Build an aggressive dog. Studies show that dogs that are confined in an electronic environment (such as inside an electric fence or under the control of an electric collar, exhibit more aggression towards humans. It is important that anyone using an electric collar does not abuse it, and you must make sure that the dog does not establish an association between the stimulus and you, the human.
Get used to it. Some dogs get used to the beeping, vibration, or even shock. This could lead to some pretty dangerous results. For example, let’s say the dog tolerates the shock of the collar long enough to move away from how far your remote can reach the collar. Essentially, the dog has just learned that if he tolerates the discomfort long enough, he will be free. Your collar has just become irrelevant.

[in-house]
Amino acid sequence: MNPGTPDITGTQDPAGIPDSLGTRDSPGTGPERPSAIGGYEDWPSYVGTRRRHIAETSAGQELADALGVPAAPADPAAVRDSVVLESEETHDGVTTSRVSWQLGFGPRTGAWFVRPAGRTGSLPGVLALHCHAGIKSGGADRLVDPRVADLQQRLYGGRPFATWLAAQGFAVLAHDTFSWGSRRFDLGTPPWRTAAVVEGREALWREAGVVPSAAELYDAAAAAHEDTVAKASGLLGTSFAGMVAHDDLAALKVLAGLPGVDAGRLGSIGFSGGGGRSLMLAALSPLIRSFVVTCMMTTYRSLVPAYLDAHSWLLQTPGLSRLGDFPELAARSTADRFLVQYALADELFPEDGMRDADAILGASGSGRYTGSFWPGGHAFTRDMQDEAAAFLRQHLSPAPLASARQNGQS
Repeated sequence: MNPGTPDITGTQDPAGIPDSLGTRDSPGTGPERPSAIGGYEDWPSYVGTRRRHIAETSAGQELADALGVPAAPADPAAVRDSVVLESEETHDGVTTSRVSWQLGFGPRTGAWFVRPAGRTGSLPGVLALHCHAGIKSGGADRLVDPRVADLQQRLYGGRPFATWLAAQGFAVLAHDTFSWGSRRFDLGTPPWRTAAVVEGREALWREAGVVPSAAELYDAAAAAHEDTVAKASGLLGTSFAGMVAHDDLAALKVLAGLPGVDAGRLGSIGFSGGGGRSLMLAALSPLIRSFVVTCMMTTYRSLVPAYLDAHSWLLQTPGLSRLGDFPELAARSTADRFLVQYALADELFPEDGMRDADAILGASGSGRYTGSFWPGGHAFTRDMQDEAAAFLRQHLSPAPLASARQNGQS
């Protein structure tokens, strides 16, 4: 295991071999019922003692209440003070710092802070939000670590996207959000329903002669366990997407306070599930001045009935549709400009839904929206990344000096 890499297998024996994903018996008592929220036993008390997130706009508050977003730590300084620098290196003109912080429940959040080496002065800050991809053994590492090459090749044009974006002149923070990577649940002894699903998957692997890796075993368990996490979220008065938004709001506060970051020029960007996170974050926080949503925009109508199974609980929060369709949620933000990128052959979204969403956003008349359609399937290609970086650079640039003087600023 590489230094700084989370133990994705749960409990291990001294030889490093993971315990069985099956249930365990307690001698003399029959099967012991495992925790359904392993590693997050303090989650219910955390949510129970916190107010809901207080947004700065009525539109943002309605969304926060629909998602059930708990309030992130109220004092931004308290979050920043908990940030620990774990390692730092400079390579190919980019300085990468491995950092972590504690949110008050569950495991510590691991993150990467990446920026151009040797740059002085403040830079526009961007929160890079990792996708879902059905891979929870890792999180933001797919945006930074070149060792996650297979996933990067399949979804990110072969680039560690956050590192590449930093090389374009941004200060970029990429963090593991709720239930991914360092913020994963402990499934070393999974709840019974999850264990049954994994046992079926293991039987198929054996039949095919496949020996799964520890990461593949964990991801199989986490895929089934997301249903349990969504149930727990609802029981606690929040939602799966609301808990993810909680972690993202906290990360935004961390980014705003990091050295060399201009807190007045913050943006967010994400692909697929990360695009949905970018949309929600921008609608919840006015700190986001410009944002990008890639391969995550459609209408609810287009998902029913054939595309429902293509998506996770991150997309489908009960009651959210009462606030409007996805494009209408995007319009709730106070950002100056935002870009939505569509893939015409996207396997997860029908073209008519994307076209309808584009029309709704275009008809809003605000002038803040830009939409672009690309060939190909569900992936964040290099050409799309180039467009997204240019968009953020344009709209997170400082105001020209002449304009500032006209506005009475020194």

To e, or not to e …
The electric collar will always be controversial, even if you, the dog owner, never use shock mode. But it’s important that you put the peanut gallery aside and take your needs and concerns into consideration. First of all, are you comfortable with the idea of an electric collar? Second, are you ready to use it wisely so as not to cause physical or mental trauma? Third, do you know how to make sure your dog does not associate with you with the stimulus?
Before making your final decision, seek the advice of your veterinarian. While you might assume that vets will automatically discredit these collars, the reality is that vets know that every dog and every dog owner is unique. We all have different needs.